HILLSBOROUGH - Decreased revenue and increased expenses mean Hillsborough commissioners will consider a property tax rate increase of likely 6 cents, Hillsborough Mayor Tom Stevens said in his state of the town speech last week.
“We want to take care of what we’ve got; we also want to invest strategically in things that make Hillsborough the kind of vibrant place that we enjoy; and we want to minimize the impact on you, our citizens,” Stevens said Thursday. “That’s why our theme tonight is paving the road to the future. It’s just something we need to do to take care of what we’ve got.”
Stevens opened the address by noting major changes in the last year that have improved the quality of life in Hillsborough, including the successful opening of businesses in West Hillsborough, the completion of the Nash Street sidewalk, the opening of Fairview Park and the Hillsborough circulator bus route. He also discussed expanding businesses, new construction and community events that point to the community’s growing vibrancy.
“But if we’re talking about the state of the town,” Stevens said, “I think we’re going to have to talk about a very important subject – and that’s the state of town finances.”
The mayor noted that the town’s revenue – largely from property and sales taxes – has been significantly reduced since the nationwide economic downturn and because of recent lower census figures. Property taxes fund 70 percent of Hillsborough’s general fund budget, while sales taxes fund about 20 percent and are based on Hillsborough’s portion of the county population, which is growing at a much slower rate than Chapel Hill.
For the past three fiscal years, Hillsborough has not raised its property tax rate of 62 cents for every $100 of assessed value. Each penny on the tax rate equates to about $70,000 in revenue for the town. For property owners, each penny means $10 for those with a $100,000 home and $25 for those with a $250,000 home. The town’s revenue is down now about 6 cents, the mayor said, and much of that lost revenue has been absorbed over the years through cuts, including reductions in staff.
“The situation is we’re pretty much at the limit of what we can do,” Stevens said.
Meanwhile expenses, such as health insurance costs and fuel, are increasing while the town must increase efforts to maintain its infrastructure. Included in Hillsborough’s proposed budget for Fiscal Year 2013 is $612,000 for street repaving and repair needs to help the town get back on track with its street maintenance schedule.
A study produced in January 2009 of Hillsborough’s road conditions recommended spending $320,000 annually to maintain streets after addressing key repaving and repair needs totaling $905,000. The recommended annual expense almost doubles the amount previously spent on annual repaving projects. Since the study’s release, one repaving project has taken place — a $354,000 project late last year. To help obtain a better project bid, funds were accrued over several years to allow for a larger project at one time. Also, funds normally used for paving were diverted to pay for the Nash Street and Margaret Lane sidewalk projects.
“The bad news is we’re probably looking at water and sewer fees going up at the same time our property tax rates go up,” the mayor said.
He noted that nearly 100 percent of the Water/Sewer Fund is funded from customer fees. A 5 percent increase in water rates and an 8.8 percent increase in sewer rates are recommended to pay for rebuilding the town’s aging utilities system, including the Wastewater Treatment Plant, which is undergoing a $19.2 million upgrade and expansion.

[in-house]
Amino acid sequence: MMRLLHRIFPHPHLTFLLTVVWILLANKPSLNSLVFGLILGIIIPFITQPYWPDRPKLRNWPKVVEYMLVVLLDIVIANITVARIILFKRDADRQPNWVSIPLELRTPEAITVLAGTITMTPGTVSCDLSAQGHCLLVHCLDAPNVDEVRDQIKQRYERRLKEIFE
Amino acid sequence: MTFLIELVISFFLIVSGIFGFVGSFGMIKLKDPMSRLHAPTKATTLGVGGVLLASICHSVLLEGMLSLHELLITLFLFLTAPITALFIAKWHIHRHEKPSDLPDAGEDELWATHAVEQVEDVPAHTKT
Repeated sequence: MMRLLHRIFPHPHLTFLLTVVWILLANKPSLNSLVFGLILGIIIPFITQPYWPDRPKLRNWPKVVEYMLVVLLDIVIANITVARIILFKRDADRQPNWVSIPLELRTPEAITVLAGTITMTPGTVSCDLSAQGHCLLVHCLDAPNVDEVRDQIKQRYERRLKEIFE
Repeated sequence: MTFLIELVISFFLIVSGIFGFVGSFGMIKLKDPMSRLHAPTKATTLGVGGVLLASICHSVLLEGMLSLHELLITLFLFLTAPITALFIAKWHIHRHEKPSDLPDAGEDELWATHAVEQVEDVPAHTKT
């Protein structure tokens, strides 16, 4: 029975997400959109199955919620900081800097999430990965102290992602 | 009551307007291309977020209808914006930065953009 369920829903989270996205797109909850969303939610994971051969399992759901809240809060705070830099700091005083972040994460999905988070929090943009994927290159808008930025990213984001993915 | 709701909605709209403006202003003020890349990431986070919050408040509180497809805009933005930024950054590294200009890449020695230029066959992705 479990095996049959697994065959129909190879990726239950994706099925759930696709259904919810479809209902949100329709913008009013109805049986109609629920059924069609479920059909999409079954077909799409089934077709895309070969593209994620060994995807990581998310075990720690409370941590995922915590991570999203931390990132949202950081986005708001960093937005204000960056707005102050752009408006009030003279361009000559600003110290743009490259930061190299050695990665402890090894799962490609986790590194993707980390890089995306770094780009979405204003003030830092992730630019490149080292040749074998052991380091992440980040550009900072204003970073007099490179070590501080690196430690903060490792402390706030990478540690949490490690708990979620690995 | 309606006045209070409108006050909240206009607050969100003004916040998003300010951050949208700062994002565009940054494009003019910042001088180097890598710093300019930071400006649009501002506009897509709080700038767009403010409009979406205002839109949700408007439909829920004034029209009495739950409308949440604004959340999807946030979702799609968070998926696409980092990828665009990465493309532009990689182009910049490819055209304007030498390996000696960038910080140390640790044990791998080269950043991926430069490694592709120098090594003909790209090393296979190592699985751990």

“We have an old, old plant that needs to be replaced — period,” Stevens said. “We’ve been saying this message for a number of years. We’re required to do it. It’s expensive. We also need to expand our reservoir in coming years.”
The only way to pay for those projects is to increase water and sewer rates, he said.
In addition to maintenance needs, the town must continue to invest in Hillsborough’s vitality, he said, noting the biggest project contributing to that is Riverwalk. The original vision for the project was to connect downtown Hillsborough to Occoneechee Mountain State Natural Area through a greenway along the Eno River. In 2009, the town completed the first phase of the project — Gold Park and its trails, which are to serve as the midpoint for the walkway. Proposed in the FY13 budget is funding to complete Phase 2 of the project, which would connect Gold Park to River Park in the downtown. This second phase would cost an estimated $2.24 million without possible grant funding that the town is seeking.
Stevens likened the project to a halfway-completed home project: “Do you slow down if funds are tight or speed up and say, ‘We just need to get through this’?”
“That’s what we’re working with on Riverwalk,” he said. “How much do we speed up to get done? How much do we slow down to save money?”
The town already has completed land acquisitions necessary to connect Gold Park to downtown and to River Park behind the courthouse. More than $1 million has been invested in Phase 2 plans and land acquisitions.
“Your town government is actually getting smaller,” Stevens concluded, referencing more staff reductions proposed for FY13. “The size of government is getting smaller. The cost of government is getting larger.”
He noted citizens likely will see some service cuts, such as less frequent collection of residential brush, because the cost of providing municipal services continues to increase.
“When your taxes go up,” Stevens said, “here’s what they’re paying for: They’re paying for paving. They’re paying for investments in our future, like Riverwalk.”
The mayor’s State of the Town address may be viewed on Hillsborough’s government access channel (cable Channel 18) and on the town’s website. Look for it soon.
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